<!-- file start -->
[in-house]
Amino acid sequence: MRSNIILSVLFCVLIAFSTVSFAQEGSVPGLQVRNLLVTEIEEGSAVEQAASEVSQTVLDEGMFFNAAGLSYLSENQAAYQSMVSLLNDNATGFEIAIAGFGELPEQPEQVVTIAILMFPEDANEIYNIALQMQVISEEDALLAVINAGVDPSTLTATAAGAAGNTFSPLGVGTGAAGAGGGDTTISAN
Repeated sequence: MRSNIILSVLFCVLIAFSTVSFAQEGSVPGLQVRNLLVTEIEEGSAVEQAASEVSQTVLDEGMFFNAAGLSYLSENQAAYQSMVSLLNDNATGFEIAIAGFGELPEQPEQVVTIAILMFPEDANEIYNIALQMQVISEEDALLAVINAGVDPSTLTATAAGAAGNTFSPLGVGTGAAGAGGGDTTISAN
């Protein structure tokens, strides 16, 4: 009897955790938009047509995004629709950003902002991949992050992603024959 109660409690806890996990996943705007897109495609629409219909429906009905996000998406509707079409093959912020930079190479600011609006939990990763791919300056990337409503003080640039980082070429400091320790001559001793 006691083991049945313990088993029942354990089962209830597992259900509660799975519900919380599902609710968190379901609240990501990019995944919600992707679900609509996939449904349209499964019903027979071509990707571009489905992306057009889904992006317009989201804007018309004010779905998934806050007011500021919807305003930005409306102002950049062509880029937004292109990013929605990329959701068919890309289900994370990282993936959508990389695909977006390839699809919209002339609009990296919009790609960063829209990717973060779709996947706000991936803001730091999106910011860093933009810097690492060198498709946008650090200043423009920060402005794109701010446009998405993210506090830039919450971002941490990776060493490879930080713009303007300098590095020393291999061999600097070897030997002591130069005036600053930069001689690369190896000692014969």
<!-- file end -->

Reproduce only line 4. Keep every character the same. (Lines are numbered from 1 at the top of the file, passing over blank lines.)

């Protein structure tokens, strides 16, 4: 009897955790938009047509995004629709950003902002991949992050992603024959 109660409690806890996990996943705007897109495609629409219909429906009905996000998406509707079409093959912020930079190479600011609006939990990763791919300056990337409503003080640039980082070429400091320790001559001793 006691083991049945313990088993029942354990089962209830597992259900509660799975519900919380599902609710968190379901609240990501990019995944919600992707679900609509996939449904349209499964019903027979071509990707571009489905992306057009889904992006317009989201804007018309004010779905998934806050007011500021919807305003930005409306102002950049062509880029937004292109990013929605990329959701068919890309289900994370990282993936959508990389695909977006390839699809919209002339609009990296919009790609960063829209990717973060779709996947706000991936803001730091999106910011860093933009810097690492060198498709946008650090200043423009920060402005794109701010446009998405993210506090830039919450971002941490990776060493490879930080713009303007300098590095020393291999061999600097070897030997002591130069005036600053930069001689690369190896000692014969």